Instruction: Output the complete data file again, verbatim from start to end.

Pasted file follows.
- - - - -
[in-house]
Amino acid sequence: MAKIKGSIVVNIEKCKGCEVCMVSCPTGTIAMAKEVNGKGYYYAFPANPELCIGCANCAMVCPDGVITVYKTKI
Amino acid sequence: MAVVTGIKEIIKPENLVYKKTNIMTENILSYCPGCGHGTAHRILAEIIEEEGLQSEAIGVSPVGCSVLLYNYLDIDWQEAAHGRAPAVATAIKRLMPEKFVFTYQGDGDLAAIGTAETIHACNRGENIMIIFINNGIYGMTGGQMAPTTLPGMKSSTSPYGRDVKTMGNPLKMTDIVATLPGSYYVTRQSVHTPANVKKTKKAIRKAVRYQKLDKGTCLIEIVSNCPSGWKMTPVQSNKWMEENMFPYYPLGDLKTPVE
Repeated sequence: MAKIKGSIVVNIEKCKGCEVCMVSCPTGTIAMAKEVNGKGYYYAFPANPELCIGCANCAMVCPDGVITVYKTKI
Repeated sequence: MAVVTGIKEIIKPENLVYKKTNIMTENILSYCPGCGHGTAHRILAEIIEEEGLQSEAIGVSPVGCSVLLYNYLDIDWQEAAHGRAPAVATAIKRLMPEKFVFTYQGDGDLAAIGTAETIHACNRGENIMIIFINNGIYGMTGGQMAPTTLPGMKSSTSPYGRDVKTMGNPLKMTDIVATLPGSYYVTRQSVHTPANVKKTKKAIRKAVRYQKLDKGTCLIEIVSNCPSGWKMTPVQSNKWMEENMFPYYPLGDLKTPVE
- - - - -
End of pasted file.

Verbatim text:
[in-house]
Amino acid sequence: MAKIKGSIVVNIEKCKGCEVCMVSCPTGTIAMAKEVNGKGYYYAFPANPELCIGCANCAMVCPDGVITVYKTKI
Amino acid sequence: MAVVTGIKEIIKPENLVYKKTNIMTENILSYCPGCGHGTAHRILAEIIEEEGLQSEAIGVSPVGCSVLLYNYLDIDWQEAAHGRAPAVATAIKRLMPEKFVFTYQGDGDLAAIGTAETIHACNRGENIMIIFINNGIYGMTGGQMAPTTLPGMKSSTSPYGRDVKTMGNPLKMTDIVATLPGSYYVTRQSVHTPANVKKTKKAIRKAVRYQKLDKGTCLIEIVSNCPSGWKMTPVQSNKWMEENMFPYYPLGDLKTPVE
Repeated sequence: MAKIKGSIVVNIEKCKGCEVCMVSCPTGTIAMAKEVNGKGYYYAFPANPELCIGCANCAMVCPDGVITVYKTKI
Repeated sequence: MAVVTGIKEIIKPENLVYKKTNIMTENILSYCPGCGHGTAHRILAEIIEEEGLQSEAIGVSPVGCSVLLYNYLDIDWQEAAHGRAPAVATAIKRLMPEKFVFTYQGDGDLAAIGTAETIHACNRGENIMIIFINNGIYGMTGGQMAPTTLPGMKSSTSPYGRDVKTMGNPLKMTDIVATLPGSYYVTRQSVHTPANVKKTKKAIRKAVRYQKLDKGTCLIEIVSNCPSGWKMTPVQSNKWMEENMFPYYPLGDLKTPVE